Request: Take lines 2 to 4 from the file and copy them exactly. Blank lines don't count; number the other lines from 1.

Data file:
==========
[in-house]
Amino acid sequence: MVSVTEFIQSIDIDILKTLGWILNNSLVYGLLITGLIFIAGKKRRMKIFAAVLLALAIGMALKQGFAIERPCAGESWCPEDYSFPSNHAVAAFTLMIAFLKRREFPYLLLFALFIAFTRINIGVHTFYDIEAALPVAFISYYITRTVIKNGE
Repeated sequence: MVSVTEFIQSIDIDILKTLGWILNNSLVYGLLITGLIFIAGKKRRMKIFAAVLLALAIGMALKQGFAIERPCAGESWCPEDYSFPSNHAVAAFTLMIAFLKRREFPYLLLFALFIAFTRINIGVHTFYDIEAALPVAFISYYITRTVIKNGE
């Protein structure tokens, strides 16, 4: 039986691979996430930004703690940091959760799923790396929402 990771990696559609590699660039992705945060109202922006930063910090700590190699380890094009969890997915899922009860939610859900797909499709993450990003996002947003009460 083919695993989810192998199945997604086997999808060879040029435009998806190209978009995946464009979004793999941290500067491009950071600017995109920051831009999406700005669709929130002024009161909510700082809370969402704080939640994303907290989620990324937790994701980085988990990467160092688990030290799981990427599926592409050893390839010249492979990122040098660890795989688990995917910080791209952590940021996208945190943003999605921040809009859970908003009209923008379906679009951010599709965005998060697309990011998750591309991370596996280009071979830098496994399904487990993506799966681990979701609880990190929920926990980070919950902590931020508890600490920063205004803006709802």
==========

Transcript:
Amino acid sequence: MVSVTEFIQSIDIDILKTLGWILNNSLVYGLLITGLIFIAGKKRRMKIFAAVLLALAIGMALKQGFAIERPCAGESWCPEDYSFPSNHAVAAFTLMIAFLKRREFPYLLLFALFIAFTRINIGVHTFYDIEAALPVAFISYYITRTVIKNGE
Repeated sequence: MVSVTEFIQSIDIDILKTLGWILNNSLVYGLLITGLIFIAGKKRRMKIFAAVLLALAIGMALKQGFAIERPCAGESWCPEDYSFPSNHAVAAFTLMIAFLKRREFPYLLLFALFIAFTRINIGVHTFYDIEAALPVAFISYYITRTVIKNGE
């Protein structure tokens, strides 16, 4: 039986691979996430930004703690940091959760799923790396929402 990771990696559609590699660039992705945060109202922006930063910090700590190699380890094009969890997915899922009860939610859900797909499709993450990003996002947003009460 083919695993989810192998199945997604086997999808060879040029435009998806190209978009995946464009979004793999941290500067491009950071600017995109920051831009999406700005669709929130002024009161909510700082809370969402704080939640994303907290989620990324937790994701980085988990990467160092688990030290799981990427599926592409050893390839010249492979990122040098660890795989688990995917910080791209952590940021996208945190943003999605921040809009859970908003009209923008379906679009951010599709965005998060697309990011998750591309991370596996280009071979830098496994399904487990993506799966681990979701609880990190929920926990980070919950902590931020508890600490920063205004803006709802």